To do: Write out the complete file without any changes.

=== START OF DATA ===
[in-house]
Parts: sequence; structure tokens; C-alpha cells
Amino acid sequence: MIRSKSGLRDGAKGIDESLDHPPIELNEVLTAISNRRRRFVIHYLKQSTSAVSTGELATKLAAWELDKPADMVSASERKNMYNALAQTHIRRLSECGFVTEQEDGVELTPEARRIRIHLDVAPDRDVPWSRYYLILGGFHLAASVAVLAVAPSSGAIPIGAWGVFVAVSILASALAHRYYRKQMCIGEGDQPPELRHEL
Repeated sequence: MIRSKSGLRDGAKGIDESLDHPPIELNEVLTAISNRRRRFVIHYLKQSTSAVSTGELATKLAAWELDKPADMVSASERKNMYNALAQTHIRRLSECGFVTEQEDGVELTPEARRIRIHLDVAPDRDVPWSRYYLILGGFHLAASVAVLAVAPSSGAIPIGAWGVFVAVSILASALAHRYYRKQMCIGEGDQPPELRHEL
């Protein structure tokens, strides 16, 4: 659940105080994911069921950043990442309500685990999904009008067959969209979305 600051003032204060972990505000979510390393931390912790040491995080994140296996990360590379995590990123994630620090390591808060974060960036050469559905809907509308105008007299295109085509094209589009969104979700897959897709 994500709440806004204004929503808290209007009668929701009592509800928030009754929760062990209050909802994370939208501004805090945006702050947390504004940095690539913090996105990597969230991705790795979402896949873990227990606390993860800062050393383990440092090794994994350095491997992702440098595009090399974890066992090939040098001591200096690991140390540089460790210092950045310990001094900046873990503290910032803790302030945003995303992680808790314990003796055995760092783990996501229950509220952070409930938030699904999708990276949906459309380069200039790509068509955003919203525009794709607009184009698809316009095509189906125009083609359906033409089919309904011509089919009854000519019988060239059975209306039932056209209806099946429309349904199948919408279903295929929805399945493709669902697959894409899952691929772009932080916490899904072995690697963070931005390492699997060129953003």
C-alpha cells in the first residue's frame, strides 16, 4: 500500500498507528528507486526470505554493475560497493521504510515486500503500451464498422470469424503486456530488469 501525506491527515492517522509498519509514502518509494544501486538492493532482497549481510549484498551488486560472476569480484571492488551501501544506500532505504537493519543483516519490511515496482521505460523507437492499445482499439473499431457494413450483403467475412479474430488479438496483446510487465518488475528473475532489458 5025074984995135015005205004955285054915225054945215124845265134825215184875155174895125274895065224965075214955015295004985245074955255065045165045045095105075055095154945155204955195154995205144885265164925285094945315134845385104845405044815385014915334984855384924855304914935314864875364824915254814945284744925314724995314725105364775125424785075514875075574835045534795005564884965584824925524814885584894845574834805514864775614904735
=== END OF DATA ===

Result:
[in-house]
Parts: sequence; structure tokens; C-alpha cells
Amino acid sequence: MIRSKSGLRDGAKGIDESLDHPPIELNEVLTAISNRRRRFVIHYLKQSTSAVSTGELATKLAAWELDKPADMVSASERKNMYNALAQTHIRRLSECGFVTEQEDGVELTPEARRIRIHLDVAPDRDVPWSRYYLILGGFHLAASVAVLAVAPSSGAIPIGAWGVFVAVSILASALAHRYYRKQMCIGEGDQPPELRHEL
Repeated sequence: MIRSKSGLRDGAKGIDESLDHPPIELNEVLTAISNRRRRFVIHYLKQSTSAVSTGELATKLAAWELDKPADMVSASERKNMYNALAQTHIRRLSECGFVTEQEDGVELTPEARRIRIHLDVAPDRDVPWSRYYLILGGFHLAASVAVLAVAPSSGAIPIGAWGVFVAVSILASALAHRYYRKQMCIGEGDQPPELRHEL
């Protein structure tokens, strides 16, 4: 659940105080994911069921950043990442309500685990999904009008067959969209979305 600051003032204060972990505000979510390393931390912790040491995080994140296996990360590379995590990123994630620090390591808060974060960036050469559905809907509308105008007299295109085509094209589009969104979700897959897709 994500709440806004204004929503808290209007009668929701009592509800928030009754929760062990209050909802994370939208501004805090945006702050947390504004940095690539913090996105990597969230991705790795979402896949873990227990606390993860800062050393383990440092090794994994350095491997992702440098595009090399974890066992090939040098001591200096690991140390540089460790210092950045310990001094900046873990503290910032803790302030945003995303992680808790314990003796055995760092783990996501229950509220952070409930938030699904999708990276949906459309380069200039790509068509955003919203525009794709607009184009698809316009095509189906125009083609359906033409089919309904011509089919009854000519019988060239059975209306039932056209209806099946429309349904199948919408279903295929929805399945493709669902697959894409899952691929772009932080916490899904072995690697963070931005390492699997060129953003």
C-alpha cells in the first residue's frame, strides 16, 4: 500500500498507528528507486526470505554493475560497493521504510515486500503500451464498422470469424503486456530488469 501525506491527515492517522509498519509514502518509494544501486538492493532482497549481510549484498551488486560472476569480484571492488551501501544506500532505504537493519543483516519490511515496482521505460523507437492499445482499439473499431457494413450483403467475412479474430488479438496483446510487465518488475528473475532489458 5025074984995135015005205004955285054915225054945215124845265134825215184875155174895125274895065224965075214955015295004985245074955255065045165045045095105075055095154945155204955195154995205144885265164925285094945315134845385104845405044815385014915334984855384924855304914935314864875364824915254814945284744925314724995314725105364775125424785075514875075574835045534795005564884965584824925524814885584894845574834805514864775614904735